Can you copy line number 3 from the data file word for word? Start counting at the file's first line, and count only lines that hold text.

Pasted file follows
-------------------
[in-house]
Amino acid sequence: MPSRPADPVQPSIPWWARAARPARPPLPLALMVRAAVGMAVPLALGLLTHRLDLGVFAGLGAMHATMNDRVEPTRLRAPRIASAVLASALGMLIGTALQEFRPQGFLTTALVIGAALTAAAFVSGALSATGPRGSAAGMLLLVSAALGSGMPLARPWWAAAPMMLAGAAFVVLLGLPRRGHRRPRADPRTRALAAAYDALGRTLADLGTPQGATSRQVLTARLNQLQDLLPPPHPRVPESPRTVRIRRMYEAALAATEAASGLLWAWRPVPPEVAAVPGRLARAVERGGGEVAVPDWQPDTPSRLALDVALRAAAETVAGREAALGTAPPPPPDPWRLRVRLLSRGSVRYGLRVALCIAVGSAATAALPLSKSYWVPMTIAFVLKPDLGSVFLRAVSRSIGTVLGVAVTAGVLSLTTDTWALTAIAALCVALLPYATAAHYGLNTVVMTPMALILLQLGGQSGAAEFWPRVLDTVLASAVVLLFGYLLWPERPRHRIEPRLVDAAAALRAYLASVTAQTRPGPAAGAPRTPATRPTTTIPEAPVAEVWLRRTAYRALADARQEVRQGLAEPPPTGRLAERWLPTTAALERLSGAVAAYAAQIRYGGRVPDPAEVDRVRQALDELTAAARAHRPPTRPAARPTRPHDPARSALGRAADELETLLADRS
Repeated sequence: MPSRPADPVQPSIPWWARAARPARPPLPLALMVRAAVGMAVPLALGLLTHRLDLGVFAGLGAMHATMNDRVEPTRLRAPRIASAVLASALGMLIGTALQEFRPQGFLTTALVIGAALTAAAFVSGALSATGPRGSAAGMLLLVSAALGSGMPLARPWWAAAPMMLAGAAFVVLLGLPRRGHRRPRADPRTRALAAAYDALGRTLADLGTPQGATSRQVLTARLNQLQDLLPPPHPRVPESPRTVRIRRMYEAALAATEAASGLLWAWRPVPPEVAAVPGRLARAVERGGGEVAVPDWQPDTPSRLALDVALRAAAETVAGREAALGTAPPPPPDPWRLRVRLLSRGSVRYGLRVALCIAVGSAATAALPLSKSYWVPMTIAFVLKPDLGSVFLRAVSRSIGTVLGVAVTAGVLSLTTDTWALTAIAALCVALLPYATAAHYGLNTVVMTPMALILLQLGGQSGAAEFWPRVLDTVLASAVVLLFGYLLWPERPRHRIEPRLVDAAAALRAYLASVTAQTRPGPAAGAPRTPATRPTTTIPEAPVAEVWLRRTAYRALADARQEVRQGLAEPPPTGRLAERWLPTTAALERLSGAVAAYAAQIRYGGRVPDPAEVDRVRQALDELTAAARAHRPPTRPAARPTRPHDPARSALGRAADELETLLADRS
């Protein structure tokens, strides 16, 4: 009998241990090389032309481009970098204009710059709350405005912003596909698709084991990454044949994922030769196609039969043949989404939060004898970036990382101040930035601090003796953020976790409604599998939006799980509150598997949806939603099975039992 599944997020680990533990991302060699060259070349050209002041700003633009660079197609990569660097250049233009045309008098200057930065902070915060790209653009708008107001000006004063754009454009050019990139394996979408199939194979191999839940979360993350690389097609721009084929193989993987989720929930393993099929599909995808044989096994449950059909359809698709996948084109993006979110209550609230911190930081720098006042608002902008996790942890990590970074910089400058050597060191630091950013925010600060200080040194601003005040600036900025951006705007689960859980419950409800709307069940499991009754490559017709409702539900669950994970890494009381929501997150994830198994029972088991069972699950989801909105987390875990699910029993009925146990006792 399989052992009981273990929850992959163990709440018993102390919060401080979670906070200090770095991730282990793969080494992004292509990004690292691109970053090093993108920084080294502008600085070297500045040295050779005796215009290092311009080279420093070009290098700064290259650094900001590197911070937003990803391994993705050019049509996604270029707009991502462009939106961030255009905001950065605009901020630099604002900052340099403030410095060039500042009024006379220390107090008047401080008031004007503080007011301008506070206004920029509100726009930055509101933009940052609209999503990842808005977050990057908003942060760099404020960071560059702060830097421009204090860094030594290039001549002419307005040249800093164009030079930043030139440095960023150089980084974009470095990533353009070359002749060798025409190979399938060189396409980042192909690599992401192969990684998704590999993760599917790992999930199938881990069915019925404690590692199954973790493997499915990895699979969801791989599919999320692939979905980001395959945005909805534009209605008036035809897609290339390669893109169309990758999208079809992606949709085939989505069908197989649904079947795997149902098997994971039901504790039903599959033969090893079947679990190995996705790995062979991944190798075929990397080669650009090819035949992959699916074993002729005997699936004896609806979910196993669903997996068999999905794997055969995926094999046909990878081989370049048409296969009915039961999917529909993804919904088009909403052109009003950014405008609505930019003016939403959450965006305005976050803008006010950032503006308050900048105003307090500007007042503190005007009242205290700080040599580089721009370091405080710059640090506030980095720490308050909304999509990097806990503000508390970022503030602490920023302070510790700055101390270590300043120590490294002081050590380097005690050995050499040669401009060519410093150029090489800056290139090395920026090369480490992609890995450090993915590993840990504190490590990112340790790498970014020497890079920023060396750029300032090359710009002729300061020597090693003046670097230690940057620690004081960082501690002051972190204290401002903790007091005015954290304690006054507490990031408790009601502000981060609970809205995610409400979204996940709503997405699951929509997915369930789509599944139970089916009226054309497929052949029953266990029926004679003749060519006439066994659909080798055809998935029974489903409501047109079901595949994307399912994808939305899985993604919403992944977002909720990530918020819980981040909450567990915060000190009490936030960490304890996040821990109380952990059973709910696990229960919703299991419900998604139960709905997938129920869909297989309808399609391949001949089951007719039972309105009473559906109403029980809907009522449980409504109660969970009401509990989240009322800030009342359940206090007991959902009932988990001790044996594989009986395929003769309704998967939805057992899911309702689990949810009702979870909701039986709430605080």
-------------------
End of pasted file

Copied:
Repeated sequence: MPSRPADPVQPSIPWWARAARPARPPLPLALMVRAAVGMAVPLALGLLTHRLDLGVFAGLGAMHATMNDRVEPTRLRAPRIASAVLASALGMLIGTALQEFRPQGFLTTALVIGAALTAAAFVSGALSATGPRGSAAGMLLLVSAALGSGMPLARPWWAAAPMMLAGAAFVVLLGLPRRGHRRPRADPRTRALAAAYDALGRTLADLGTPQGATSRQVLTARLNQLQDLLPPPHPRVPESPRTVRIRRMYEAALAATEAASGLLWAWRPVPPEVAAVPGRLARAVERGGGEVAVPDWQPDTPSRLALDVALRAAAETVAGREAALGTAPPPPPDPWRLRVRLLSRGSVRYGLRVALCIAVGSAATAALPLSKSYWVPMTIAFVLKPDLGSVFLRAVSRSIGTVLGVAVTAGVLSLTTDTWALTAIAALCVALLPYATAAHYGLNTVVMTPMALILLQLGGQSGAAEFWPRVLDTVLASAVVLLFGYLLWPERPRHRIEPRLVDAAAALRAYLASVTAQTRPGPAAGAPRTPATRPTTTIPEAPVAEVWLRRTAYRALADARQEVRQGLAEPPPTGRLAERWLPTTAALERLSGAVAAYAAQIRYGGRVPDPAEVDRVRQALDELTAAARAHRPPTRPAARPTRPHDPARSALGRAADELETLLADRS